Home' Trinidad and Tobago Guardian : April 20th 2016 Contents A7
Wednesday, April 20, 2016 www.guardian.co.tt Guardian
Pursuant to Section 163 of the Insurance Act 1980, the
following policies were reported lost or destroyed.
Anthony T. Proudfoot
Allan A. Neptune
Robert D. Williams
Sonji D. Daniel-Nicholls
Mahadaie G. Nagee
5PC BISTRO SET
10% off 0420073
A pre-action protocol letter is
expected to reach the desk of Attorney
General Faris Al-Rawi on Monday,
outlining the intention of the Police
Service Social and Welfare Association
to legally challenge why some 2,000
Special Reserve Police officers (SRPs)
have not been absorbed into the Police
Service after waiting as long as 15
The association s president, Insp
Anand Ramesar, said these officers had
a legal and legitimate expectation of
entering the service but had repeatedly
faced several stumbling blocks.
He said at a meeting last month,
National Security Minister Edmund
Dillon gave the assurance that the SRPs
would be absorbed.
The criteria for such appointments,
Ramesar said, were also sent to acting
Police Commissioner Stephen Williams
but to date no response had been given.
Among the criteria stated were the
length of time someone was an SRP
and his or her performance record.
"The SRPs should have been
absorbed quite a while ago because
there are people who would have made
between five to 20 years and still func-
tioning as SRPs and to date they have
not experienced any proper terms and
conditions of employment," Ramesar
The officers were frustrated by the
inordinate delay, he said, and the matter
had also affected their well-being and
"With all intent and purposes I
expect this matter to be treated with
the utmost urgency. Absorption of SRPs
is a Cabinet decision and this was yet
to be done," Ramesar added. Action by
the Government would lead to the asso-
ciation altering its intended course of
action, he said.
Ramesar: SRPs waiting
too long for appointment
Poor structures in Police Service
The management of the Police
Service needs to be held
accountable as the association has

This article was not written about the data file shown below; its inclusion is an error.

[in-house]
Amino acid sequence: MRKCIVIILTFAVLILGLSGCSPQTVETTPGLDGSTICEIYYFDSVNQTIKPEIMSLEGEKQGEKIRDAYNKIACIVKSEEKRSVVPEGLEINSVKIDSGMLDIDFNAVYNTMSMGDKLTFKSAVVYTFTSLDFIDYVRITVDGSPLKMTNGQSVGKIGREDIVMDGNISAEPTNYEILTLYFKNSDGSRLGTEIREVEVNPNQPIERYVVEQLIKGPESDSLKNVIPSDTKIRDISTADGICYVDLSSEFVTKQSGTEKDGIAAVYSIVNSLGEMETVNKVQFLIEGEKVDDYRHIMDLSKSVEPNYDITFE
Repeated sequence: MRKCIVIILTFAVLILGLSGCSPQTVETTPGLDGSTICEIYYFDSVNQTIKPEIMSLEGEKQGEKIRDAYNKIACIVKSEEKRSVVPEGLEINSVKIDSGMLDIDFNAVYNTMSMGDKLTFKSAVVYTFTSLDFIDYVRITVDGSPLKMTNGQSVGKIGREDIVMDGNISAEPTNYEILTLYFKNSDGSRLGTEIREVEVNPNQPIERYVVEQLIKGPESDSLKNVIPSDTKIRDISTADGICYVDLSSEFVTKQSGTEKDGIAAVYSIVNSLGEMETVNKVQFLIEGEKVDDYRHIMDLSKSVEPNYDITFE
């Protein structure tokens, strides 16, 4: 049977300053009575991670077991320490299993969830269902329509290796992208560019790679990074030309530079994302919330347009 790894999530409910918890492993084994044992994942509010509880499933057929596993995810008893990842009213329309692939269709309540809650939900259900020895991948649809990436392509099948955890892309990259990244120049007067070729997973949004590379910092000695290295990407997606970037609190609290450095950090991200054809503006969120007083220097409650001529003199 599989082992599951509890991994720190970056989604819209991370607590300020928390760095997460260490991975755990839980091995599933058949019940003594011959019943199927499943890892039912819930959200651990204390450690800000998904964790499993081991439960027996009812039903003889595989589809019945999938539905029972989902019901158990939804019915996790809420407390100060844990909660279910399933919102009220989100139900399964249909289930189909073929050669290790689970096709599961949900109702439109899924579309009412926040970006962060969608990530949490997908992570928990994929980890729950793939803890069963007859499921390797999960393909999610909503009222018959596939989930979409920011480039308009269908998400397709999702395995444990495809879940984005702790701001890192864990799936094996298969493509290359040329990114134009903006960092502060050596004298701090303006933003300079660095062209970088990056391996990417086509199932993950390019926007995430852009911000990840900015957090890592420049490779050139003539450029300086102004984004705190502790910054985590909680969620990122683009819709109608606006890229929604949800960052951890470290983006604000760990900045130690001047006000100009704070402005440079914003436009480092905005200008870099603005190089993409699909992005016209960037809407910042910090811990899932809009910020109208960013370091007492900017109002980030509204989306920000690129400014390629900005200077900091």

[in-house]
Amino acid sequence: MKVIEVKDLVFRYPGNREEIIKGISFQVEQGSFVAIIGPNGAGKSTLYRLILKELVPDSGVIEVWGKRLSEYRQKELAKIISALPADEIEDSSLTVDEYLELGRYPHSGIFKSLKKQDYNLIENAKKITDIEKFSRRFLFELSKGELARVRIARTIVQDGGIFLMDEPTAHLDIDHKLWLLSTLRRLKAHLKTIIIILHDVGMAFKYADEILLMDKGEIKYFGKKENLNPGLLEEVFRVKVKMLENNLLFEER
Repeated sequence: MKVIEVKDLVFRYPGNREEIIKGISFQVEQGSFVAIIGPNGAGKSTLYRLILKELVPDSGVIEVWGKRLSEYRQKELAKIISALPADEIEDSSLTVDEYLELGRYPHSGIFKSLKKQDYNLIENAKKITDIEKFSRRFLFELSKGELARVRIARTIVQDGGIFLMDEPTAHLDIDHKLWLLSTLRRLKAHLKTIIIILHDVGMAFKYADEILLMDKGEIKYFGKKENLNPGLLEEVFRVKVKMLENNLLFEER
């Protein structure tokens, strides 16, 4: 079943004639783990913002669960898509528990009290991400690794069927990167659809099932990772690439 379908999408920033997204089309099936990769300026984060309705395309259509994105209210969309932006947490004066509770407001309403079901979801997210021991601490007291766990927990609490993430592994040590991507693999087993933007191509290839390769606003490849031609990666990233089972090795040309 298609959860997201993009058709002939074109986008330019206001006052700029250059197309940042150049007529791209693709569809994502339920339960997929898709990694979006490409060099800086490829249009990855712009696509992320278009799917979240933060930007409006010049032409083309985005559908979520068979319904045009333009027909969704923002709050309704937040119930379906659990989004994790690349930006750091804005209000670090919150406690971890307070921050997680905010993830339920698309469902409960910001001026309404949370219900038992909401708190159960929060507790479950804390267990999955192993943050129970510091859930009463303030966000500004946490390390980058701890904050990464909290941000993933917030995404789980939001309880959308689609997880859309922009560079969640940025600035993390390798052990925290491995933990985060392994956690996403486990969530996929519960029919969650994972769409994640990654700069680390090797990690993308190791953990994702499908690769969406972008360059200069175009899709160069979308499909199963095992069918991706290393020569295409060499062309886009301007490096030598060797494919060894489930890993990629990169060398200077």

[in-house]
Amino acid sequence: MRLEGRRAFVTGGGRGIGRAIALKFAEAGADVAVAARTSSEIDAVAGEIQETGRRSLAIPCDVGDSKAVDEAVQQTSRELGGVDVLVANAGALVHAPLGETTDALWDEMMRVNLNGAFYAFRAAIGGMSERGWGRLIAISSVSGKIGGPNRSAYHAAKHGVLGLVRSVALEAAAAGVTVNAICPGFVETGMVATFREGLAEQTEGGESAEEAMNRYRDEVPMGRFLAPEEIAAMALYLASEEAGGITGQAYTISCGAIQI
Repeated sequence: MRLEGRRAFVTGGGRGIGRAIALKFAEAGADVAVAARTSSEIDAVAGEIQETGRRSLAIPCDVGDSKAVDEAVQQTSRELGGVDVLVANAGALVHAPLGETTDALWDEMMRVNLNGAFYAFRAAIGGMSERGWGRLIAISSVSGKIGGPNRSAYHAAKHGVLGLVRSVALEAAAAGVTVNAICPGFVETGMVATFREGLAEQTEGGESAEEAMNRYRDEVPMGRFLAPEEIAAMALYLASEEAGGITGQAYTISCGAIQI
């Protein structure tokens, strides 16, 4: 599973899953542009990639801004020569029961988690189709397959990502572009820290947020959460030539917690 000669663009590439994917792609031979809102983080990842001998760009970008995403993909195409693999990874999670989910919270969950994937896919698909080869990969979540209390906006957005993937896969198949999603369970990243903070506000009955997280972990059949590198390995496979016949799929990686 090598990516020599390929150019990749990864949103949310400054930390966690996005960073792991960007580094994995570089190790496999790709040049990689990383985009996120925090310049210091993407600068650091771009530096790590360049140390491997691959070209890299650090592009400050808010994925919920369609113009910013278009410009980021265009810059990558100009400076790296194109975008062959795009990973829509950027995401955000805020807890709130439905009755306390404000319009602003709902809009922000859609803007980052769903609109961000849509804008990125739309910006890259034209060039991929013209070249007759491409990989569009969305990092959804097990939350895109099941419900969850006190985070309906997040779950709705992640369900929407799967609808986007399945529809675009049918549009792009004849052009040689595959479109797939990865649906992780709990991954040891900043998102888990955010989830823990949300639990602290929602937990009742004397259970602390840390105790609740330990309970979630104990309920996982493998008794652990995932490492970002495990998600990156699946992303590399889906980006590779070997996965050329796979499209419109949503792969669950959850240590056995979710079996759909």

accused it of not executing its
strategic plans, failing to meet its
target and failing to match its
performance with its mission and
"There is too much dead weight
in the administrative structure,"
Ramesar said. He also accused the
Police Service Commission of being
"very lethargic" in measuring
performance at the management
"When it comes to its function it
is the view of a lot of the members
that the Police Service Commission
is a failure. Nobody knows what is
the state of affairs of the selection
of a commissioner of police,"
And with the alarming rate of
violent crimes, he said, a manpower
audit of the service was long
overdue. Ramesar said the current
state of affairs was not a true
reflection of the ability of the
service to counter the prevalence
of crime in the country.
The State has been ordered to pay compen-
sation to a police officer who was seriously
injured after he attempted to intervene in a
fight among prisoners at the San Fernando
Magistrates Court in 2009.
High Court Judge Ronnie Boodoosingh made
the order as he delivered a 12-page judgment
in which he ruled that the State was negligent
in the incident that led to the injuries sustained
by PC Bunny Ali.
Boodoosingh did not specify the amount of
compensation to be paid, which is to be assessed
by a High Court Master.
While Boodoosingh accepted that a police
officer s job is inherently dangerous, he said
that the State as their employer has a duty to
provide adequate training, resources and support
to ensure officers safety while they are on duty.
"Lack of training opportunities for the
claimant to develop his skills in prisoner man-
agement left him unprepared. The claimant
seems to have acted on no more than his human
instinct to try to help the prisoner who was
under attack," Boodoosingh said.
According to the evidence, on October 5,
2009, Ali was returning 12 prisoners to a holding
cell to await transport back to prison, when six
of them attacked one man.
When Ali entered the cell to separate the
brawling prisoners, the man who was being
attacked reportedly grabbed hold of him and
used him as a "human shield" to protect himself
from the continued attack. Ali s colleagues
intervened minutes later after they heard his
screams for help. The prisoners were charged
and eventually convicted of assaulting Ali.
In addition to a lack of proper training on
handling violent prisoners, Ali also claimed that
his unit was understaffed to deal with the large
number of prisoners frequenting the court and
did not possess enough equipment including
shackles, batons and metal detectors.
As part of his judgment, Boodoosingh sug-
gested an urgent assessment of safety procedures
at all courthouses to ensure that incidents like
Ali s are not repeated.
"This is necessary to protect those who work
there and access the facilities on a daily basis,
be they prisoners, victims, witnesses, police
officers, lawyers, judicial officers and members
of the public," Boodoosingh said.
Ali was represented by Jagdeo Singh, Michael
Rooplal and Saira Lakhan, while Tinuke Gib-
bons-Glenn and Stefan Jaikaran represented
State must pay
policeman for injuries
Links Archive April 19th 2016 April 21st 2016 Navigation Previous Page Next Page